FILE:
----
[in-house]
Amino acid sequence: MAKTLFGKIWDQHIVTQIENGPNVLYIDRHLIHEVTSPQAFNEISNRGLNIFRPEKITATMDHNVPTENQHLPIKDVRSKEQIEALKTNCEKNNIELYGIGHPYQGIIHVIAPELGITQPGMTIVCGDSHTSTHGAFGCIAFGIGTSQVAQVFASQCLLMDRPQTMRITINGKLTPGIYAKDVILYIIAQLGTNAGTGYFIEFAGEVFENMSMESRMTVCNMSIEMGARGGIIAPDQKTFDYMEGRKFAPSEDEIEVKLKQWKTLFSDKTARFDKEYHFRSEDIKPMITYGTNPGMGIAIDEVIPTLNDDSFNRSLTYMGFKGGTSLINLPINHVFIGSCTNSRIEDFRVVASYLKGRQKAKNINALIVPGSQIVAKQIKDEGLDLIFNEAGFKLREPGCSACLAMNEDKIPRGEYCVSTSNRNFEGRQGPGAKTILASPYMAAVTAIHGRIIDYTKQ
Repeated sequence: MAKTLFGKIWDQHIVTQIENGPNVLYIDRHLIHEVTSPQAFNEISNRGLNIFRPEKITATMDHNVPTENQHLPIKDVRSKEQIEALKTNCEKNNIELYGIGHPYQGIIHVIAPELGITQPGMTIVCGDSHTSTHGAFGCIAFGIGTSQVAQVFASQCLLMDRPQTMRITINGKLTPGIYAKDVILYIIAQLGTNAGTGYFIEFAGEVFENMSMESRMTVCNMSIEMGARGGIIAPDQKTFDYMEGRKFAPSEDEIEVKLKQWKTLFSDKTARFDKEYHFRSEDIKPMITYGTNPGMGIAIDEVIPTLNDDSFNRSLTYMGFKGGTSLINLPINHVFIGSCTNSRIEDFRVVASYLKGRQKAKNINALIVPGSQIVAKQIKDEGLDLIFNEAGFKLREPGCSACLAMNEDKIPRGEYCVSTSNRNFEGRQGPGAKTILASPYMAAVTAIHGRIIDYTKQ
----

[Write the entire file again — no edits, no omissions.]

[in-house]
Amino acid sequence: MAKTLFGKIWDQHIVTQIENGPNVLYIDRHLIHEVTSPQAFNEISNRGLNIFRPEKITATMDHNVPTENQHLPIKDVRSKEQIEALKTNCEKNNIELYGIGHPYQGIIHVIAPELGITQPGMTIVCGDSHTSTHGAFGCIAFGIGTSQVAQVFASQCLLMDRPQTMRITINGKLTPGIYAKDVILYIIAQLGTNAGTGYFIEFAGEVFENMSMESRMTVCNMSIEMGARGGIIAPDQKTFDYMEGRKFAPSEDEIEVKLKQWKTLFSDKTARFDKEYHFRSEDIKPMITYGTNPGMGIAIDEVIPTLNDDSFNRSLTYMGFKGGTSLINLPINHVFIGSCTNSRIEDFRVVASYLKGRQKAKNINALIVPGSQIVAKQIKDEGLDLIFNEAGFKLREPGCSACLAMNEDKIPRGEYCVSTSNRNFEGRQGPGAKTILASPYMAAVTAIHGRIIDYTKQ
Repeated sequence: MAKTLFGKIWDQHIVTQIENGPNVLYIDRHLIHEVTSPQAFNEISNRGLNIFRPEKITATMDHNVPTENQHLPIKDVRSKEQIEALKTNCEKNNIELYGIGHPYQGIIHVIAPELGITQPGMTIVCGDSHTSTHGAFGCIAFGIGTSQVAQVFASQCLLMDRPQTMRITINGKLTPGIYAKDVILYIIAQLGTNAGTGYFIEFAGEVFENMSMESRMTVCNMSIEMGARGGIIAPDQKTFDYMEGRKFAPSEDEIEVKLKQWKTLFSDKTARFDKEYHFRSEDIKPMITYGTNPGMGIAIDEVIPTLNDDSFNRSLTYMGFKGGTSLINLPINHVFIGSCTNSRIEDFRVVASYLKGRQKAKNINALIVPGSQIVAKQIKDEGLDLIFNEAGFKLREPGCSACLAMNEDKIPRGEYCVSTSNRNFEGRQGPGAKTILASPYMAAVTAIHGRIIDYTKQ